15/05/2015 Medicine
DOI: 10.1289/ehp.1408675 SemanticScholar ID: 15137448 MAG: 2340814629

Ambient Air Pollution and Newborn Size and Adiposity at Birth: Differences by Maternal Ethnicity (the Born in Bradford Study Cohort)

Publication Summary

Background Exposure to ambient air pollution has been associated with reduced size of newborns; however, the modifying effect of maternal ethnicity remains little explored among South Asians. Objectives We investigated ethnic differences in the association between ambient air pollution and newborn’s size. Method Pregnant women were recruited between 2007 and 2010 for the Born in Bradford cohort study, in England. Exposures to particulate matter (≤ 10 μm, PM10; ≤ 2.5 μm, PM2.5), PM2.5 absorbance, and nitrogen oxides (NOx, NO2) were estimated using land-use regressions models. Using multivariate linear regression models, we evaluated effect modification by maternal ethnicity (“white British” or “Pakistani origin,” self-reported) on the associations of air pollution and birth weight, head circumference, and triceps and subscapular skinfold thickness. Results A 5-μg/m3 increase in mean third trimester PM2.5 was associated with significantly lower birth weight and smaller head circumference in children of white British mothers (–43 g; 95% CI: –76, –10 and –0.28 cm; 95% CI: –0.39, –0.17, respectively), but not in children of Pakistani origin (9 g; 95% CI: –17, 35 and –0.08 cm; 95% CI: –0.17, 0.01, respectively) (pint = 0.03 and < 0.001). In contrast, PM2.5 was associated with significantly larger triceps and subscapular skinfold thicknesses in children of Pakistani origin (0.17 mm; 95% CI: 0.08, 0.25 and 0.21 mm; 95% CI: 0.12, 0.29, respectively), but not in white British children (–0.02 mm; 95% CI: –0.14, 0.01 and 0.06 mm; 95% CI: –0.06, 0.18, respectively) (pint = 0.06 and 0.11). Patterns of associations for PM10 and PM2.5 absorbance according to ethnicity were similar to those for PM2.5, but associations of the outcomes with NO2 and NOx were mostly nonsignificant in both ethnic groups. Conclusions Our results suggest that associations of ambient PM exposures with newborn size and adiposity differ between white British and Pakistani origin infants. Citation Schembari A, de Hoogh K, Pedersen M, Dadvand P, Martinez D, Hoek G, Petherick ES, Wright J, Nieuwenhuijsen MJ. 2015. Ambient air pollution and newborn size and adiposity at birth: differences by maternal ethnicity (the Born in Bradford study cohort). Environ Health Perspect 123:1208–1215; http://dx.doi.org/10.1289/ehp.1408675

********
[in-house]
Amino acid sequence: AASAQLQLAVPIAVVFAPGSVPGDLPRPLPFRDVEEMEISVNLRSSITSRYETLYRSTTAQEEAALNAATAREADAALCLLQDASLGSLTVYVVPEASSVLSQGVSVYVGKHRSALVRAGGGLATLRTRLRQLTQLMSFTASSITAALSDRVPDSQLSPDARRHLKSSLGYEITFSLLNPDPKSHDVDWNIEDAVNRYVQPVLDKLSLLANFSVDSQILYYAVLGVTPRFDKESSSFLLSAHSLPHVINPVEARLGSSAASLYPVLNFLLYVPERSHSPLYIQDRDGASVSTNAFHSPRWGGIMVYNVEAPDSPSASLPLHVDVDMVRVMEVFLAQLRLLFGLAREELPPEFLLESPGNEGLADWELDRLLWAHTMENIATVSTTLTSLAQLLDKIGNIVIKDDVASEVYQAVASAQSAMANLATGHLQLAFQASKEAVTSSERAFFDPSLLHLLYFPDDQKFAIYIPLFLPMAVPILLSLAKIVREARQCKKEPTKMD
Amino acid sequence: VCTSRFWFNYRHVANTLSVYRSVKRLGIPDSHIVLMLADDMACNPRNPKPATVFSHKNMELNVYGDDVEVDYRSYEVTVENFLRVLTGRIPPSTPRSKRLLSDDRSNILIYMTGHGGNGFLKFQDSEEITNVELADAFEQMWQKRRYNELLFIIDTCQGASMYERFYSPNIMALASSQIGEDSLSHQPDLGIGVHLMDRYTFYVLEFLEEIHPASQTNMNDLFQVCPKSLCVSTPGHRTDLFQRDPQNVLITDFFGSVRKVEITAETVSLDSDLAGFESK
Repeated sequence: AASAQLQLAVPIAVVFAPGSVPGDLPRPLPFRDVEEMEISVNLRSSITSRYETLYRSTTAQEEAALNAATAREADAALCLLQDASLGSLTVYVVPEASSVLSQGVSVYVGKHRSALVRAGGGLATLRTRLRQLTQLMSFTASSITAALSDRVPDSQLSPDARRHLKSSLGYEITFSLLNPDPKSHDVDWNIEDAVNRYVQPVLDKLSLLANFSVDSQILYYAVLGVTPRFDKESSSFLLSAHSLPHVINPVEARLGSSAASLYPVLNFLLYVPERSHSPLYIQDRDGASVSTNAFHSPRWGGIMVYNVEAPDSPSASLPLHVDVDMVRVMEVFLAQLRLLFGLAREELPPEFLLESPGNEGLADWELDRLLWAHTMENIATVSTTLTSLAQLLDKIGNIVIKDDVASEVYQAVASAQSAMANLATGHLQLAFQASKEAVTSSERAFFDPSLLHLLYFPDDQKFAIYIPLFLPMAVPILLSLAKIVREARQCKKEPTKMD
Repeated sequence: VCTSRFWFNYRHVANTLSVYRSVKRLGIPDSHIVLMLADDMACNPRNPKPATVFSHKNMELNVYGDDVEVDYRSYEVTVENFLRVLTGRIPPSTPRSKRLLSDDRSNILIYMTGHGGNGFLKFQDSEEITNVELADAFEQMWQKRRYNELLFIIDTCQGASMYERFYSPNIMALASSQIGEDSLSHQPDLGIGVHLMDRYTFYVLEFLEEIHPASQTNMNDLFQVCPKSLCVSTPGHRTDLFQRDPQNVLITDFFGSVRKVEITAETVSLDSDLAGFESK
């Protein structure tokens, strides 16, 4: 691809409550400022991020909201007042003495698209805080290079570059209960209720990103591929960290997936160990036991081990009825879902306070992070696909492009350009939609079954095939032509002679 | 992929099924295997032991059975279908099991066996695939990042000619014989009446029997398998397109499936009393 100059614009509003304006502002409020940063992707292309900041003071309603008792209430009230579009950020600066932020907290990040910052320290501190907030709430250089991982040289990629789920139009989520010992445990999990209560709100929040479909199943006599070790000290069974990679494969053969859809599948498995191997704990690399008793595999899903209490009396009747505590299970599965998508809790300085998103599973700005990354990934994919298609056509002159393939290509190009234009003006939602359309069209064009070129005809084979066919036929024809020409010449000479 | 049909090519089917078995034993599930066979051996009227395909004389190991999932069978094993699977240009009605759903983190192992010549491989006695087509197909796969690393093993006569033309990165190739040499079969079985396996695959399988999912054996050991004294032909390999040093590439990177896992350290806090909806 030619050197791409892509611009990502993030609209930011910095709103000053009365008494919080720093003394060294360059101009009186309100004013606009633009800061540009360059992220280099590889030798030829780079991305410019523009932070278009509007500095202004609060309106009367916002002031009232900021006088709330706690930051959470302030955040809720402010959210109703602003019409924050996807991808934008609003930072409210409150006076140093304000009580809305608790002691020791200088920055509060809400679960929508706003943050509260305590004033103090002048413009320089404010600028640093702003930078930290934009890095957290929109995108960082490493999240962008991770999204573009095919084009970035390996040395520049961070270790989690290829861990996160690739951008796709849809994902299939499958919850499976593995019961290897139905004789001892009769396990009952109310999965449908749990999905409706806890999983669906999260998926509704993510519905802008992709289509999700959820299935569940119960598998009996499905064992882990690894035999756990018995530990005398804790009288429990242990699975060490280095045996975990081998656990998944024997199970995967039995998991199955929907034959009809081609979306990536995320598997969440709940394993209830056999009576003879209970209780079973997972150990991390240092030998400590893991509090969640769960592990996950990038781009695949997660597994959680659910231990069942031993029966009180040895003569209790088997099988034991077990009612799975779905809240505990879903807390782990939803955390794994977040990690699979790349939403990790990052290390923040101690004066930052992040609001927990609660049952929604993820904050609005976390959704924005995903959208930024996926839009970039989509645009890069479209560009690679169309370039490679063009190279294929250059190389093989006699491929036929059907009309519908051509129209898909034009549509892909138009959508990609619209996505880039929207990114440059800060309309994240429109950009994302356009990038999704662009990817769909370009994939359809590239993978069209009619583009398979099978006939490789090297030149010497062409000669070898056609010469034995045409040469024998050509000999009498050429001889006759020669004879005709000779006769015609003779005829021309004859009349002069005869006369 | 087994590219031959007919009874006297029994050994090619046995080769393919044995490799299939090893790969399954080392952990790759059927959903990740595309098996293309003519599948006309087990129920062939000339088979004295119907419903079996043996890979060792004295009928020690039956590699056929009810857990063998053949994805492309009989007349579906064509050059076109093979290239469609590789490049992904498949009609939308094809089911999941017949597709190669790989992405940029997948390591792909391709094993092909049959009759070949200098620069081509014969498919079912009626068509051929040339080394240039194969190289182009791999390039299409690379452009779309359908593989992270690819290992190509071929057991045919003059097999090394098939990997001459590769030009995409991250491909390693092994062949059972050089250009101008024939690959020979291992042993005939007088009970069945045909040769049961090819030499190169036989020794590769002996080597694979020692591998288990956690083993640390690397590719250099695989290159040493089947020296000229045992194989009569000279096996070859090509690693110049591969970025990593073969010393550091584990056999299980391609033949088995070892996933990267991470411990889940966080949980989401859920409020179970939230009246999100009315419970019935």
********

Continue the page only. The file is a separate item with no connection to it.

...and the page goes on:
CAER Authors

Avatar Image for John Wright

Prof. John Wright

Bradford Institute for Health Research - Chief Investigator Born in Bradford

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